SUP Safety Hot Topic at Marine Meeting

0
117
Share this:
NB Indy columnist Shelly Zavala gets a demonstration on how to use a stand up paddleboard before hitting the water when she rented a SUP during a previous summer. — Photo by Christopher Trela ©
NB Indy columnist Shelly Zavala gets a demonstration on how to use a stand up paddleboard before hitting the water when she rented a SUP during a previous summer.
— Photo by Christopher Trela ©

As ideas on how to improve safety for stand up paddle board users floats around the harbor, the business side of the issue is getting up to speed on the issue.

The Newport Beach Chamber of Commerce’s Marine Committee discussed the issue, as presented by Harbor Commissioner Doug Girling, at a meeting Tuesday night.

As the popularity for SUP grows, so does the concern for safety of all users in Newport Harbor, Girling said.

An ad hoc committee attempted to survey each of the 20 rental companies operating in the harbor. Results found that each of the operators require a waiver of liability and basic operational and safety tips.

The ad hoc committee recommended updating and distributing the written safety pamphlet, consider preparing or using a safety video and distributing it to rental operators, create and conduct a SUP safety class available through the city, create a safety certification program, and more. Another idea is to deploy trained volunteer “harbor marshals” at points of congestion on busy days.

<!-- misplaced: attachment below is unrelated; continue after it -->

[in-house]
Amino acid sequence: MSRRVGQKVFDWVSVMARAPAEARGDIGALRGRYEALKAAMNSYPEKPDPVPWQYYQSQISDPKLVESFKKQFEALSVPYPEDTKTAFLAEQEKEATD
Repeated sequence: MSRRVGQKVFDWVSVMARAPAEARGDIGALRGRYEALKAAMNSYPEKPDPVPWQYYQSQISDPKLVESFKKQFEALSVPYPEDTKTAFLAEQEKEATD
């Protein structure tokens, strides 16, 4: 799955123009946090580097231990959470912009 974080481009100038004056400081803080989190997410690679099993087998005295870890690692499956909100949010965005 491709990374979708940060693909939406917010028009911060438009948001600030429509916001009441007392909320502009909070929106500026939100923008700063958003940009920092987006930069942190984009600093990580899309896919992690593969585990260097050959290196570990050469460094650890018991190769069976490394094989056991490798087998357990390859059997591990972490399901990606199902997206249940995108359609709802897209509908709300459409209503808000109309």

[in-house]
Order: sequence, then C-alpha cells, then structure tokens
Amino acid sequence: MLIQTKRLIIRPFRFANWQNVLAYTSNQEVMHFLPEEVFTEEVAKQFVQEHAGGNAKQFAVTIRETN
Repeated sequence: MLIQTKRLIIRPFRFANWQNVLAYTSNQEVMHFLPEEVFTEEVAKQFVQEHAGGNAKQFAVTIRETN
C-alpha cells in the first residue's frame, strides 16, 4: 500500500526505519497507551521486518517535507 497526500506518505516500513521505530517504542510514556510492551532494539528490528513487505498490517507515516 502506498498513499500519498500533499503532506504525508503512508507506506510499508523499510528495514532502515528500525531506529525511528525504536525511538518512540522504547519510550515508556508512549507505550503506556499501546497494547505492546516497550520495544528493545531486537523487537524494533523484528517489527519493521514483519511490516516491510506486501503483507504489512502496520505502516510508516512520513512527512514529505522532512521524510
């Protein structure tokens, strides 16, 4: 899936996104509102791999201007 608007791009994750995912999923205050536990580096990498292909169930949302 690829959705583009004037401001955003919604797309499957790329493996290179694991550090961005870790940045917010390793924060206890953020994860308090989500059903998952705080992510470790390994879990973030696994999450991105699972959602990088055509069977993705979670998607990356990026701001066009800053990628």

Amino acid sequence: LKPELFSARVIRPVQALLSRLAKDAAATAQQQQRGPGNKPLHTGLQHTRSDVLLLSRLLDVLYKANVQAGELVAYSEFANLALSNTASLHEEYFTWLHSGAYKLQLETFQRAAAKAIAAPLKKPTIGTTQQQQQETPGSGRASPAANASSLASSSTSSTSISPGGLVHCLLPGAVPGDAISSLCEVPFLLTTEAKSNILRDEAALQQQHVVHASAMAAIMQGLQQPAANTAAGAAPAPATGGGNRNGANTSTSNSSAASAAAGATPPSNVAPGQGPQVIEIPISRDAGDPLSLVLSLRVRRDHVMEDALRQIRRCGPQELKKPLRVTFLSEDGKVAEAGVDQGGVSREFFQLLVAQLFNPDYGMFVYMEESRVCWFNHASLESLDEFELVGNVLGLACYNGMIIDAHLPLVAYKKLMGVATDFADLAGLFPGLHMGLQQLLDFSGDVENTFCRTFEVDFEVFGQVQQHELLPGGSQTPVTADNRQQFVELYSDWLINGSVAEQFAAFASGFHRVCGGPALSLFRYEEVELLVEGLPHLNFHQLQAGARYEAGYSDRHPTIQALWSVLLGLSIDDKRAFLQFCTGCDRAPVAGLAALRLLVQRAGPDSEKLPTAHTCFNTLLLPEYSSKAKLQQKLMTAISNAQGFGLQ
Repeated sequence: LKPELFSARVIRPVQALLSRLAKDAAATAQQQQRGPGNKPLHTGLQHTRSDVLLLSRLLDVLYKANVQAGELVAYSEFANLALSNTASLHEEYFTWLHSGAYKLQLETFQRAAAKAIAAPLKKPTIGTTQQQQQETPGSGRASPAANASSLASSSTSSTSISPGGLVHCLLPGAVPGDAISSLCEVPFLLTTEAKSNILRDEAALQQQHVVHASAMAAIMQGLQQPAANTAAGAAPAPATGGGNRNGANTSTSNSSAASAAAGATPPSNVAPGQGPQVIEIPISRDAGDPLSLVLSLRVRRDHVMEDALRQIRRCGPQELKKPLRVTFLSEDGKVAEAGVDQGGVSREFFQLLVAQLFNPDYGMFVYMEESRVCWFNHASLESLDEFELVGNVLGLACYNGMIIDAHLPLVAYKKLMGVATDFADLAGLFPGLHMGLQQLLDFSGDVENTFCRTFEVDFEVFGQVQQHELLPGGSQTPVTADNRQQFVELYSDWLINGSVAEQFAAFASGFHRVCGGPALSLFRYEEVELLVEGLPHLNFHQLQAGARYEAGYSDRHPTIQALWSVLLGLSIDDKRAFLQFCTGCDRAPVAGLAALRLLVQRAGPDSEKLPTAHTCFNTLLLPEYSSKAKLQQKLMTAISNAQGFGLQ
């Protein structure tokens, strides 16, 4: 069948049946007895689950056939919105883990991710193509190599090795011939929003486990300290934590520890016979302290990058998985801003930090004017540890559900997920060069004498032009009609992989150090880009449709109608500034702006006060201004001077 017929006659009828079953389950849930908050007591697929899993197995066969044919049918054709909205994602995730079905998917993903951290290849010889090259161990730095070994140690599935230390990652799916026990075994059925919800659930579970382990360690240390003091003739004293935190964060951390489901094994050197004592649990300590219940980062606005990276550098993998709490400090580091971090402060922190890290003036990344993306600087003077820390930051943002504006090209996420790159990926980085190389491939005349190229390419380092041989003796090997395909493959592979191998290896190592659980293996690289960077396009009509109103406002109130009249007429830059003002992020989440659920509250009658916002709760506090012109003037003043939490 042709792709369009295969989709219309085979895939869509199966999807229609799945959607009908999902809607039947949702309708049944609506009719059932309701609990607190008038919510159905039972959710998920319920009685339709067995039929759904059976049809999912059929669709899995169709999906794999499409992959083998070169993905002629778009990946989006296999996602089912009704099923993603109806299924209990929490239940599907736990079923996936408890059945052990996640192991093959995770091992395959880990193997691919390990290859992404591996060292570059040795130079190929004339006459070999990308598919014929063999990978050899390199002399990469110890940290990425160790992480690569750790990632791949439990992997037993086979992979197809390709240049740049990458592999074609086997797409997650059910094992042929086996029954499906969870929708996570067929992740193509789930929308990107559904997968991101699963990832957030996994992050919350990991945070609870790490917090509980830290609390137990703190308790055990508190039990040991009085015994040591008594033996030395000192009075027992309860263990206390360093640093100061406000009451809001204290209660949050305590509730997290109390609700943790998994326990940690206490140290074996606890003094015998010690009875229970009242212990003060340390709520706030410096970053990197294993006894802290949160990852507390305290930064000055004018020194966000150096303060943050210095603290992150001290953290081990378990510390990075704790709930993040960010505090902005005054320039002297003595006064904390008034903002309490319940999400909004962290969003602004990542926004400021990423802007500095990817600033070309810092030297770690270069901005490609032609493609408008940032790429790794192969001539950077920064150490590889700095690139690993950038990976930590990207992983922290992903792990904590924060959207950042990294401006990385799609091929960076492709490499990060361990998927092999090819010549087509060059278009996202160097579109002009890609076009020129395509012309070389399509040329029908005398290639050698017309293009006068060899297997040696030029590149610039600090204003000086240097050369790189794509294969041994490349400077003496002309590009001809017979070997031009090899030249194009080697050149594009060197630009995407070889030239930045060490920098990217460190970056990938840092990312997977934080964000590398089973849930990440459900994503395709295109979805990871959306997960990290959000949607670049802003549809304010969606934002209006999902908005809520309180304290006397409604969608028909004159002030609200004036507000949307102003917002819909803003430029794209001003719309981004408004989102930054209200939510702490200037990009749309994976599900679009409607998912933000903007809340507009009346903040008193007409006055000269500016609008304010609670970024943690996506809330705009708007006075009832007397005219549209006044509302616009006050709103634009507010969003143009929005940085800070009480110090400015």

Girling emphasized that these are just suggestions.

Interested parties from both the city side and the rental operator side seemed interested in working together and to resolve any issues among themselves without the city getting too involved.

“We don’t want to force the issue and have someone else make the decisions,” Girling said.

 

NB Indy columnist Shelly Zavala on a stand up paddleboard in Newport Back Bay during a previous summer. — Photo by Christopher Trela ©
NB Indy columnist Shelly Zavala on a stand up paddleboard in Newport Back Bay during a previous summer.
— Photo by Christopher Trela ©

It’s more about being proactive with the community and the responsible rental operators, he pointed out.

“This isn’t about the Harbor Commission trying to police [operators, users],” he said. “We’re trying to get out in front of this… and provide direction…Because you don’t want the city making rules for you.”

It was an informative meeting, said Jake Leonardo, owner of 20th Street Beach and Bikes and Newport Paddle Co.

He hoped the city wouldn’t start to enforce new regulations, but felt the operators can work together with a common goal regarding safety and renters in mind.

Harbor Commission chairman Paul Blank suggested holding a discussion summit for the operators, city officials, and interested parties.

The city doesn’t want to interfere, confirmed Harbor Resources Supervisor Shannon Levin. They want people to run their businesses on their own, she said.

But they have to accommodate others in the harbor as well, she pointed out. The message, loud and clear, she hears from others is that SUP users need to stay to the side, go the right direction (against the wind to start), and stay out of the main channels.

“If we can try and stay on that message, I think we’ll solve 90 percent of the problems,” Levin said.

The Marine Committee meets the first Tuesday of every month at Marina Park. For more information, visit newportbeach.com.

Share this: